The United States welcomes and appreciates South Korea’s decision to expand the mission of its Cheonghae anti-piracy unit to the Strait of Hormuz, William Coleman, spokesman for the US Embassy in Seoul, told Reuters on Wednesday.
“This decision is a demonstration of the strength of the US-ROK alliance and our commitment to cooperate on global security concerns.”
The Iranian embassy in Seoul had no comment on the matter.
The Strait of Hormuz is a busy passageway into the Gulf, with vessels sailing through it approximately 900 times a year for South Korea, which gets more than 70% of its oil from the Middle East, the defense ministry says.
Sending troops to the area has been a politically sensitive issue in South Korea ahead of the election.
A survey by pollster Realmeter last week showed 48.4% of South Koreans were opposed to dispatching soldiers to the Strait, while 40.3% supported the idea.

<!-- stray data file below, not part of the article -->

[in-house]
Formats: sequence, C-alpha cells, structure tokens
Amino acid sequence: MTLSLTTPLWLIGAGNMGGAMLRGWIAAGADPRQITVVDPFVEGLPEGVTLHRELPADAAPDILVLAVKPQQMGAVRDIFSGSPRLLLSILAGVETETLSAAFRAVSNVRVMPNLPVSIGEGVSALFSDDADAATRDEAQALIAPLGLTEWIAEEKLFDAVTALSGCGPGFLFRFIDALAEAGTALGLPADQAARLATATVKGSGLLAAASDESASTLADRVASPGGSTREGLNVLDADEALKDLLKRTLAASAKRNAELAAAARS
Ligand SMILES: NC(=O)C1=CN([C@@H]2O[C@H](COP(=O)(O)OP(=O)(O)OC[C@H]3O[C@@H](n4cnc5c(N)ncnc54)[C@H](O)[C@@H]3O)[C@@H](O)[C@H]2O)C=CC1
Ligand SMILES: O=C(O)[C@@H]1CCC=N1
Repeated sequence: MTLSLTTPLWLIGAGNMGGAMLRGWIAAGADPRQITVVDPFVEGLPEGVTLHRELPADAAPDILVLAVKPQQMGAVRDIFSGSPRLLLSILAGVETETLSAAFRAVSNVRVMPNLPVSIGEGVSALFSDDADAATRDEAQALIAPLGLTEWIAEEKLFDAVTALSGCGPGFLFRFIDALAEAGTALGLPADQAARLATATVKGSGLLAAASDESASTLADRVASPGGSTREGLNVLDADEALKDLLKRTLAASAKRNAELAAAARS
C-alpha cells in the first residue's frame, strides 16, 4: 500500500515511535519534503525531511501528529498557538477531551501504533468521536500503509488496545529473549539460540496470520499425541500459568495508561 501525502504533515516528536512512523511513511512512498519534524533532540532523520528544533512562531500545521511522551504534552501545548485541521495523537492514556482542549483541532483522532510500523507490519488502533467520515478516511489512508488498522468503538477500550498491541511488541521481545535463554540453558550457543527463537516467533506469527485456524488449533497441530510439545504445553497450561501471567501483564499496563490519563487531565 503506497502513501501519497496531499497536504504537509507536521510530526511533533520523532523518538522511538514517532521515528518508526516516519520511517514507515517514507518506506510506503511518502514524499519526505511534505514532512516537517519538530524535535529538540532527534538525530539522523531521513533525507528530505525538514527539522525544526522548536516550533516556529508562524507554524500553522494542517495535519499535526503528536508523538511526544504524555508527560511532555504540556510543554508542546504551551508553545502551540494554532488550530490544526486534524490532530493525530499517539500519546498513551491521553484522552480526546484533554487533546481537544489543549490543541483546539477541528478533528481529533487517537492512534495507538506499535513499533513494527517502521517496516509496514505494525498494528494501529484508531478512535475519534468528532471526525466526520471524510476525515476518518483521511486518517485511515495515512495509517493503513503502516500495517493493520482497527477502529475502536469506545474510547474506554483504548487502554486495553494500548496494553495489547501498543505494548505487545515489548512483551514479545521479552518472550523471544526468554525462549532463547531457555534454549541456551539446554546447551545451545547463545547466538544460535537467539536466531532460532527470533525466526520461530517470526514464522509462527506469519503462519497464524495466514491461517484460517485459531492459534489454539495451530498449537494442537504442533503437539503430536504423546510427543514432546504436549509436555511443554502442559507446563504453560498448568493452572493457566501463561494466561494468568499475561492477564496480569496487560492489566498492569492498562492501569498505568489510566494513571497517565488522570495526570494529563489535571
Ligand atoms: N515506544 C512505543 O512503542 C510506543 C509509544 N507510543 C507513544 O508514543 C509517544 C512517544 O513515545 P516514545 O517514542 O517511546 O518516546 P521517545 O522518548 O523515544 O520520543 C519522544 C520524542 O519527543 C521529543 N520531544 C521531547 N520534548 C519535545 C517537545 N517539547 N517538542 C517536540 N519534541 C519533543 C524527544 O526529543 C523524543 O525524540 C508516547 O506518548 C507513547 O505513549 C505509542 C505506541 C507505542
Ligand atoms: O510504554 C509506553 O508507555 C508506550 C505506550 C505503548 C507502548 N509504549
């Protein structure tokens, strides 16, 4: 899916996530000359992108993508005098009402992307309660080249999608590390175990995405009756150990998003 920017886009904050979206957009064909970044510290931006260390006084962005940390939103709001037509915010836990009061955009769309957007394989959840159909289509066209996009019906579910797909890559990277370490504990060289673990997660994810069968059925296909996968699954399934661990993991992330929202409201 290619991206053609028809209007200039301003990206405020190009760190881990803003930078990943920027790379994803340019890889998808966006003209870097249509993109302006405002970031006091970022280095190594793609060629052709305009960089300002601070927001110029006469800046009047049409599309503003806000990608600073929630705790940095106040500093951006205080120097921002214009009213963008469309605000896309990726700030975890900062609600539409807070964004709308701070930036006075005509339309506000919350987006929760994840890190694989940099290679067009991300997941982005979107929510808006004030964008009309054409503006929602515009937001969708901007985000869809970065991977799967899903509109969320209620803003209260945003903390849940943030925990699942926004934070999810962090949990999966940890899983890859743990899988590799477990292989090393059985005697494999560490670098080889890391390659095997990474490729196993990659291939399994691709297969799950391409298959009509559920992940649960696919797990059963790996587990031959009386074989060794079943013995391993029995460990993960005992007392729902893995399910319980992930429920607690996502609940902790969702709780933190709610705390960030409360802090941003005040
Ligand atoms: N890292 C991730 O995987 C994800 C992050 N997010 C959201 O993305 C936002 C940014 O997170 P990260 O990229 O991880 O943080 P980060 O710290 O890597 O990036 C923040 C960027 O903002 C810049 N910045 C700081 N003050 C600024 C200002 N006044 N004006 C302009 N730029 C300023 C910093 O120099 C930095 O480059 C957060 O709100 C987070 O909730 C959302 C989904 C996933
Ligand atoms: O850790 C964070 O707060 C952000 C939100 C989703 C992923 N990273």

Tuesday’s move was broadly supported by lawmakers although some said it could risk Iran ties and the safety of South Koreans in the region. A number of progressive activist groups issued a statement criticizing the decision and said they will stage a protest in front of the president’s office on Wednesday.
The Cheonghae unit has been stationed in the Gulf of Aden since 2009, working to tackle piracy in partnership with African countries as well as the United States and the European Union.
The 302-strong unit operates a 4,500-ton destroyer, a Lynx anti-submarine helicopter and three speed boats, South Korea’s 2018 defense white paper showed.
Among its operations were the rescue of a South Korean ship and its crew in 2011, shooting eight suspected pirates and capturing five others in the incident.
The South Korean troops have also evacuated South Korean citizens from Libya and Yemen, and as of November 2018 had escorted around 18,750 South Korean and international vessels.
South Korea, the world’s fifth-largest crude oil importer and one of Iran’s major oil customers, stopped importing Iranian crude from May after waivers of US sanctions ended at the start of that month.